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|Today's Take: NCR's daily Web column|
|Each weekday over the course of a week, a member of the NCR staff offers a commentary on one or more topics in the news. It's our way of introducing you to some of the people carrying out the NCR mission of faith and justice based journalism.|
|April 17, 2003||
Vol. 1, No. 10
Holy Thursday and Korean Reunification
by Sister Rita Larivee, SSA, associate publisher of NCR
North Korea and South Korea have received great attention lately. Besides the nuclear weapons dispute between North Korea and the United States, the other story, which involves both countries, is the movement for reunification.
Some call such talk a romantic dream that is far from becoming a practical reality. Others are quite hopeful. Of course, no one knows how this will turn out, but the language used to describe the situation can be seen as symbolic of the greater international community.
Koreans -- North and South -- see themselves as a common people with a 4,000-year history. But not everyone agrees on the matter of reunification. Those in favor speak of the North and South as brothers and sisters who've been separated. Those more inclined to see this as an impossibility speak in terms of the financial cost for such an undertaking, one that far exceeds the price most South Koreans would be willing to pay
All of this reminds me of the rituals that happen today in Christian churches throughout the world. On Holy Thursday we speak of being a common people who share a common history. We remind ourselves that we are here for each other as brothers and sisters and symbolically wash each other's feet and symbolically gather around a table to break and share bread.
But unfortunately, I must emphasize "symbolically" more than I would like because the full meaning of what we commemorate today often seems lost among so much that is happening in the world.
It is easy to lose hope and forget what this weekend is all about.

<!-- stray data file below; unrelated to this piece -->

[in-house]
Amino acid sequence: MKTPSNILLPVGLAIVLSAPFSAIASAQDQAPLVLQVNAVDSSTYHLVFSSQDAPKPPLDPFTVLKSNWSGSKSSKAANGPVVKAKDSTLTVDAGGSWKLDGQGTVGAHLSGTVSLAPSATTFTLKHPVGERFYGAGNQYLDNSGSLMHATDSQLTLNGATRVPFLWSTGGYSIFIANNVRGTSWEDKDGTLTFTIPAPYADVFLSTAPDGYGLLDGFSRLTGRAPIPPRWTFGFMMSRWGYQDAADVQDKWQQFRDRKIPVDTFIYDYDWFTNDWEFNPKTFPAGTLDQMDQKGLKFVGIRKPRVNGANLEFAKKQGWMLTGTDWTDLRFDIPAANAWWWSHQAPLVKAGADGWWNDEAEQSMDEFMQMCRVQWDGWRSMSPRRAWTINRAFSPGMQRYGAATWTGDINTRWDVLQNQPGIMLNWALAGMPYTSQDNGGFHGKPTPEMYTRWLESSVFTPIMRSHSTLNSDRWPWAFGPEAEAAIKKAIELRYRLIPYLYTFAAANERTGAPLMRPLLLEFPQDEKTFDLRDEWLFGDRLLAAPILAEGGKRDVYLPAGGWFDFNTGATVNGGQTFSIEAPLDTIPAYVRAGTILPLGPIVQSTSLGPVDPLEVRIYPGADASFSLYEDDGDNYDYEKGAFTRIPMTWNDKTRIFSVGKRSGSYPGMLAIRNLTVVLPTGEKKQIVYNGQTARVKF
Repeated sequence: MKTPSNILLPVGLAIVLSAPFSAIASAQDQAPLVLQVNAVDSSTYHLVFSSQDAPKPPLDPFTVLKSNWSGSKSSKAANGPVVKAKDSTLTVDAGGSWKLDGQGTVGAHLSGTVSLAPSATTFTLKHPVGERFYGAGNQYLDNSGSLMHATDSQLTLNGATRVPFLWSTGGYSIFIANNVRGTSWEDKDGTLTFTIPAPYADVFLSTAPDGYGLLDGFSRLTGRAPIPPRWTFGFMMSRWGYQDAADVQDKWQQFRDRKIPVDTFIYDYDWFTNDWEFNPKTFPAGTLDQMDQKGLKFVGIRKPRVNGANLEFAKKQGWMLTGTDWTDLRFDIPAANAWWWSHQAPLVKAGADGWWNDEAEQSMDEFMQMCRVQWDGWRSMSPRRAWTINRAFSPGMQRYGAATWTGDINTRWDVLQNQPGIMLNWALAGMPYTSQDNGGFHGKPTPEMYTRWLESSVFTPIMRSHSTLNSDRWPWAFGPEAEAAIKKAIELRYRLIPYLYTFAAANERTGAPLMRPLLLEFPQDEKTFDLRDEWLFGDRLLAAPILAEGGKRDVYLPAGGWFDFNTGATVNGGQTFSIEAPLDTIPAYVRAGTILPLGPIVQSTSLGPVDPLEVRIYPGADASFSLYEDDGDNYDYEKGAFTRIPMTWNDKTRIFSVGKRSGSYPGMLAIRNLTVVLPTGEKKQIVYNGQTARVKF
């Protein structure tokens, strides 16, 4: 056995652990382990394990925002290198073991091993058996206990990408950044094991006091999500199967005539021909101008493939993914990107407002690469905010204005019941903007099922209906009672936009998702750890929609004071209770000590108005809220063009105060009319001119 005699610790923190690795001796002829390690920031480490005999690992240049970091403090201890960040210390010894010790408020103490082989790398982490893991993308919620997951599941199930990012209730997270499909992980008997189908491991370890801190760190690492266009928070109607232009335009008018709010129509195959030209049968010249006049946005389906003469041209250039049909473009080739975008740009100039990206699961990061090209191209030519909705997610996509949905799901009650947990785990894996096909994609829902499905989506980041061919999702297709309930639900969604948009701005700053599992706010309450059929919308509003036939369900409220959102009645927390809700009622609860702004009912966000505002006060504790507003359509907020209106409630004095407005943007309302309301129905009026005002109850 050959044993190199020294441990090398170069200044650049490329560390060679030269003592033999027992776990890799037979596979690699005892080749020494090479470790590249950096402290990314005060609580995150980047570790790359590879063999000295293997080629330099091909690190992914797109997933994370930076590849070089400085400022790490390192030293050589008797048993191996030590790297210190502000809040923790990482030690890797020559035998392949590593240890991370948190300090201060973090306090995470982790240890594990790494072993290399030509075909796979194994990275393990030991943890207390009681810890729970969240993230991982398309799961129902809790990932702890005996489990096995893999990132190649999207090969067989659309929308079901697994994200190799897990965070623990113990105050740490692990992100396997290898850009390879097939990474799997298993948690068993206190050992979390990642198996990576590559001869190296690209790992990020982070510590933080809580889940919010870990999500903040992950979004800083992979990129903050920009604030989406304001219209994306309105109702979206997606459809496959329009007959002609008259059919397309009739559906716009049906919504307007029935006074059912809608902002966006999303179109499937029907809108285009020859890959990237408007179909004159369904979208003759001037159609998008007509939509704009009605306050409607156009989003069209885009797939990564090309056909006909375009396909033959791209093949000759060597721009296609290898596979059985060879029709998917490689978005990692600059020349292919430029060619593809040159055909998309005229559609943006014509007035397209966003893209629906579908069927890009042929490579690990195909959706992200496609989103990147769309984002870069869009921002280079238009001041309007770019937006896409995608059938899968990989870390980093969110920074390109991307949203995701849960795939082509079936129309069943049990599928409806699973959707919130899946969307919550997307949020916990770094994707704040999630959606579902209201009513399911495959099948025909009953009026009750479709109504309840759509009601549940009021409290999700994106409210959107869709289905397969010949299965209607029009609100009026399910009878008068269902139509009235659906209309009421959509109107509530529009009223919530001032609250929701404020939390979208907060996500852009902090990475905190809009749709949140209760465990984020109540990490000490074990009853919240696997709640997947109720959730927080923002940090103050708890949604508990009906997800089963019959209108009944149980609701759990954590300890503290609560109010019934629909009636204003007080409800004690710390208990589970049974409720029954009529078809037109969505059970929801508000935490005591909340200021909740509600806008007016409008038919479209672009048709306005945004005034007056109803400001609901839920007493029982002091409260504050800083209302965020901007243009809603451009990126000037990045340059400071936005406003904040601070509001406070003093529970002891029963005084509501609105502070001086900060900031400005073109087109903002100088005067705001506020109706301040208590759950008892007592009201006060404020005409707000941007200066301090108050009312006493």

But when I look at Korea and those who have a dream for reunification, it reminds me of the resurrection we will celebrate two days from now. Against all odds, against all who would say it is impossible, against all who would find good reason not to have hope, there are those in Korea who believe otherwise.
They continue to remind each other of the story of who they are as one people, one nation, and one common culture.
The reunification of Korea is far from most people's thoughts these days. But those Koreans who are working toward this reality should be a reminder to the rest of us that hope doesn't have to make sense. Faith doesn't need to have clear answers. And love doesn't go away because someone puts up a barrier with patrol guards.
If Christianity is to be relevant in what may often seem like a world gone mad, it would do well to take a lesson from the Koreans who are unwilling to abandon their dream for unity. The Christian message for the world must not get lost in the rhetoric of pragmatic practicalities. Reunification is needed for the entire international community.
This is the story that Christians must tell again and again, the story that is shared by all the world's wisdom and religious tradition, that faith, hope and love must never be held hostage by those who would doubt the transformative power of what does not always seem reasonable.
Our challenge is go beyond what our minds tell us and be willing to venture forth with our hearts leading the way.
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